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70 or Older? An Extra 500 Steps a Day Could Do Wonders for Your Heart

70 or Older? An Extra 500 Steps a Day Could Do Wonders for Your HeartTHURSDAY, March 2, 2023 (HealthDay News) -- While the idea of getting 10,000 steps a day is bandied about as a good walking goal, that can be intimidating to some people, depending on how fit they are. Now, new research in adults between the ages of 70 and 90 finds that a much smaller number of steps can make a difference in heart health. It’s possible, according to researchers, that just 3,000 steps a day has benefits for heart health, and adding increments of just 500 more steps can also make a big difference.“Walking, I think, is just such a great activity that we can encourage people to do,” said study author Erin Dooley, an assistant professor in the Department of Epidemiology at the University of Alabama's School of Public Health. “Getting up throughout the day and...

Short Brisk Walk Each Day Could Cut Your Odds of Early Death

1 March 2023
Short Brisk Walk Each Day Could Cut Your Odds of Early DeathWEDNESDAY, March 1, 2023 (HealthDay News) -- A brisk 11-minute daily walk can help you live longer, a new University of Cambridge study reports.Researchers found that 75 minutes a week — 11 minutes daily — of moderate-intensity physical activity is enough to lower a person’s risk of heart disease, stroke and cancer.The investigators estimated that 1 in 10 early deaths could be prevented if everyone got that amount of exercise, which is half the level recommended by U.S. and British guidelines.“If you are someone who finds the idea of 150 minutes of moderate-intensity physical activity a week a bit daunting, then our findings should be good news,” co-researcher Dr. Soren Brage, of the Medical Research Council at the University of Cambridge in the United Kingdom, said in a...

10 Ways You Can Cut Your Risk for Dementia

25 February 2023
10 Ways You Can Cut Your Risk for DementiaSATURDAY, Feb. 25, 2023 (HealthDay News) -- Causes of different kinds of dementia vary, but about 40% are affected by risk factors a person can influence through lifestyle choices.Two University of Michigan neurologists offer 10 tips for modifying those risks.Keep blood pressure in check. Dr. Judith Heidebrink, a neurologist who is co-leader of the Michigan Alzheimer’s Disease Research Center’s Clinical Core, recommends aiming for a systolic blood pressure (the upper number) of 130 mm Hg or lower from around age 40. This helps reduce risk of cognitive impairment, dementia, heart attack and stroke.Guard your hearing. Wear ear protection around excessive noise to reduce the risk of hearing loss, center director Dr. Henry Paulson urged. Use hearing aids, if needed. A recent study...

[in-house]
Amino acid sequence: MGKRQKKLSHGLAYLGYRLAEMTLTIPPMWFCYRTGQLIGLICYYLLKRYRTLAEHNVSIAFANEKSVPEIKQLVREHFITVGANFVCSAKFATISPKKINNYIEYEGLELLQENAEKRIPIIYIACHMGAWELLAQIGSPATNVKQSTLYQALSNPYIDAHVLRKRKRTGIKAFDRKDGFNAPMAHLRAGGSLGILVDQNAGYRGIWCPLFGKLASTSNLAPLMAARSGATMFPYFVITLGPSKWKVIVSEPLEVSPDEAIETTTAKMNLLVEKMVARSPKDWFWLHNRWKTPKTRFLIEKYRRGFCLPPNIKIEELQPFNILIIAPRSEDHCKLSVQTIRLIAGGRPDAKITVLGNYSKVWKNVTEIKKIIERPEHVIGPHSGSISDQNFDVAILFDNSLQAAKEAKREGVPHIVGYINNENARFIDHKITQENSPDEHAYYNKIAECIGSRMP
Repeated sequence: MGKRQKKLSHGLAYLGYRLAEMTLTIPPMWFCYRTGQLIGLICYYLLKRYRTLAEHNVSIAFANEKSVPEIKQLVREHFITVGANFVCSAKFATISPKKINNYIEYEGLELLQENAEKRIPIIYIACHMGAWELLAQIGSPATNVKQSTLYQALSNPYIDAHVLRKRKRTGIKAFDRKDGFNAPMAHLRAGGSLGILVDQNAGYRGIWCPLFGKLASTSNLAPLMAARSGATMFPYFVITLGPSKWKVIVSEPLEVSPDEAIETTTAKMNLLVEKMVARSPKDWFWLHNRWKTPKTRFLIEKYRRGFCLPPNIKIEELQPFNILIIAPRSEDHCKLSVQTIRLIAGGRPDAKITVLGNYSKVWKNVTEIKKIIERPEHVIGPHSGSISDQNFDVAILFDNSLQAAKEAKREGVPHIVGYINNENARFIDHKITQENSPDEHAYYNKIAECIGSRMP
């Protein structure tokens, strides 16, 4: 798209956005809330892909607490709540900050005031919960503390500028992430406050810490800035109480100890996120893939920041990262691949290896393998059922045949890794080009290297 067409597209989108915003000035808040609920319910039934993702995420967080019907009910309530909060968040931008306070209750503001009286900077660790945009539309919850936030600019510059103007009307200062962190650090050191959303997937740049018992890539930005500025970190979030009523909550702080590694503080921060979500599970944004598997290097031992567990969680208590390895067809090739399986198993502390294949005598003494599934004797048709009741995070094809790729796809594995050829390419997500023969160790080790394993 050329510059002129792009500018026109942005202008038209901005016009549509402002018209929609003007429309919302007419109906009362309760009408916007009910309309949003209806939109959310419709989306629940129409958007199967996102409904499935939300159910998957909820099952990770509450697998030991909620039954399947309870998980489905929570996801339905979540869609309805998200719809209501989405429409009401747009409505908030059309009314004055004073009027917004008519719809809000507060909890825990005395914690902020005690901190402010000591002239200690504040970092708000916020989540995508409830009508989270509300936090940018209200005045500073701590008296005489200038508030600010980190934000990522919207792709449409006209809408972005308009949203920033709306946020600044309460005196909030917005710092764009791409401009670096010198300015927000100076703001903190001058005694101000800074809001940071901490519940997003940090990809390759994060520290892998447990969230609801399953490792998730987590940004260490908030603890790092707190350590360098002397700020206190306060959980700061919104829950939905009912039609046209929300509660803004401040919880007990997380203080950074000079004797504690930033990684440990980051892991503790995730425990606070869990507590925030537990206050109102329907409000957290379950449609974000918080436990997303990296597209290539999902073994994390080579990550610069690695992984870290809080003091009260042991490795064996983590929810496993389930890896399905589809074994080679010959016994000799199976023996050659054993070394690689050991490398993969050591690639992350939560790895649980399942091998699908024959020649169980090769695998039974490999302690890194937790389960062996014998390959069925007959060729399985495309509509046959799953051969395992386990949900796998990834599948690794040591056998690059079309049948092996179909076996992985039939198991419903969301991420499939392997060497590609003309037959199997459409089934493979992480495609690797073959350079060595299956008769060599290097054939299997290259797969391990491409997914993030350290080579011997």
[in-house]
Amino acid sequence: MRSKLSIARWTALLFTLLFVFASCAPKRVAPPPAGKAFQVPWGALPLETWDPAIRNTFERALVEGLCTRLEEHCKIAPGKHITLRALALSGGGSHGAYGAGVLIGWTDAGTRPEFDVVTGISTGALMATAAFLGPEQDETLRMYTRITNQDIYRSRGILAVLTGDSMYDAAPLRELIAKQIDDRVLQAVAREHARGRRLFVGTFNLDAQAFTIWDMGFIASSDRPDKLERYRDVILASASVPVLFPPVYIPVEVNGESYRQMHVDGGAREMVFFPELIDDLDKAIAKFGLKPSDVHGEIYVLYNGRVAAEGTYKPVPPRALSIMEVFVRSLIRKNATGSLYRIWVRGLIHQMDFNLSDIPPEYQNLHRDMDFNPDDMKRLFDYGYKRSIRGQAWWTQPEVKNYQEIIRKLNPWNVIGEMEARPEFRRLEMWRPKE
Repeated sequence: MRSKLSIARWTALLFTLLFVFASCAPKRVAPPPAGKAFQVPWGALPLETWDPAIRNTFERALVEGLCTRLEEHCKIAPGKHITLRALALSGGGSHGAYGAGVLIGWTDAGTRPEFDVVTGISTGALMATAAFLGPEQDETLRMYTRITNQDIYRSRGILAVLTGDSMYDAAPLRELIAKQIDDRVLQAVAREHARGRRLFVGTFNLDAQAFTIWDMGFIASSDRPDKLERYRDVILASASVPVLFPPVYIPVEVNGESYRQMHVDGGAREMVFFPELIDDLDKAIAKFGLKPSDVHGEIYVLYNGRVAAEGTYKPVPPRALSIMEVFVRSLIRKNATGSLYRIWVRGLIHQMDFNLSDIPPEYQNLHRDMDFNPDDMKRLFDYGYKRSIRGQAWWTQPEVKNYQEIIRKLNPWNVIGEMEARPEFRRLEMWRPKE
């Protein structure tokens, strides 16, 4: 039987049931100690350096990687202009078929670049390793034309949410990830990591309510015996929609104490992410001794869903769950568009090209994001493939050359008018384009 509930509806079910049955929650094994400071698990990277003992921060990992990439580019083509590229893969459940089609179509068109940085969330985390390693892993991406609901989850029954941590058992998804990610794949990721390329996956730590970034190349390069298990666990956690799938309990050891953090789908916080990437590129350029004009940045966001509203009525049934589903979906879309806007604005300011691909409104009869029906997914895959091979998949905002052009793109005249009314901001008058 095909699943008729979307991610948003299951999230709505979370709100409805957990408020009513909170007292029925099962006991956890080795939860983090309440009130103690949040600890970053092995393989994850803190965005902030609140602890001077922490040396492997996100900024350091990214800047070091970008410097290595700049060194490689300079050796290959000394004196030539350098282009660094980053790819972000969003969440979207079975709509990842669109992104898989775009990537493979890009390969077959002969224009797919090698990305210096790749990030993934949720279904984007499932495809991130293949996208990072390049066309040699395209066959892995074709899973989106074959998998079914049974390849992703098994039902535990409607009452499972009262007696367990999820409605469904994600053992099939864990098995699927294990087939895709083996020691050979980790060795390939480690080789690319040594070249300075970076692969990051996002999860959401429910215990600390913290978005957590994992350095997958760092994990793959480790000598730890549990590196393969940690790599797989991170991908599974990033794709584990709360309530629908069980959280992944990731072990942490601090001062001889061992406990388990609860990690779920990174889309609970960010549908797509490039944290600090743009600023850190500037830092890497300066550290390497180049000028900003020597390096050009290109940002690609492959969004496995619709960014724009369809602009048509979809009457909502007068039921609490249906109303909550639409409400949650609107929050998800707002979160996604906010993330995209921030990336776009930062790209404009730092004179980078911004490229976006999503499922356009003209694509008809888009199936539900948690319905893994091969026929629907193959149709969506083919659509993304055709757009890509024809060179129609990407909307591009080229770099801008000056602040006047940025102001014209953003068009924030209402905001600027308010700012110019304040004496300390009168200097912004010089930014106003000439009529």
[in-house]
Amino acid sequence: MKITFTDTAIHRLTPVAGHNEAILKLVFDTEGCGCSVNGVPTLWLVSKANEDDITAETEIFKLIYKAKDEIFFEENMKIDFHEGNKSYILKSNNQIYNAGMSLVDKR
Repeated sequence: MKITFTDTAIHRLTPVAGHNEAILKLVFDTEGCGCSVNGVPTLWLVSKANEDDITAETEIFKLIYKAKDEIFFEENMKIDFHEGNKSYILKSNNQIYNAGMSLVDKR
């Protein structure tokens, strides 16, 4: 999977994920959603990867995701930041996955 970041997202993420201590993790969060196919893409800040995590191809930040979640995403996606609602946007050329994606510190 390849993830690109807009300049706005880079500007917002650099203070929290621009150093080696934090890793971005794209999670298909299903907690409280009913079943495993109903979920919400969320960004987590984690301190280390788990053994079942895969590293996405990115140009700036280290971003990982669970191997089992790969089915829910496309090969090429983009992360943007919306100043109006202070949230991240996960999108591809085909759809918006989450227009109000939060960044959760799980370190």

Over 40? Just 20 Minutes of Daily Exercise Can Keep You...

20 February 2023
Over 40? Just 20 Minutes of Daily Exercise Can Keep You Out of the HospitalMONDAY, Feb. 20, 2023 (HealthDay News) -- If you're over 40, regular exercise may not only keep you fit -- it might keep you out of the hospital, too, a large new study suggests.Researchers found that among nearly 82,000 British adults, those who regularly exercised were less likely to be hospitalized for various health conditions in the coming years. The list included such common ills as pneumonia, stroke, diabetes complications and severe urinary tract infections.The findings suggest that if middle-aged and older people added just 20 minutes of exercise to their daily routine, they could cut the risk of those hospitalizations by anywhere from 4% to 23% over seven years.Experts said the study expands on what people typically see as the benefits of exercise -- like a trimmer body,...

Getting Your Child Ready for Spring Sports

19 February 2023
Getting Your Child Ready for Spring SportsSUNDAY, Feb. 19, 2023 (HealthDay News) -- Spring sports season will be here soon, so it’s time to get kids ready after a winter break.Sports can teach valuable lessons, including teamwork, good sportsmanship, good communication, preparing for success, handling a loss, time management and the importance of doing your best, according to Henry Ford Health System in Detroit.Pediatrician Dr. Stacy Leatherwood Cannon offers tips for parents to help kids get started safely.First, get a pre-season evaluation, regardless of requirements or your child's age, she suggested. A doctor can detect any vision issues, joint problems, elevated blood pressure or other concerns that may affect the sports season.If your child was less active in winter, take it slow. Help them work up to increasing...

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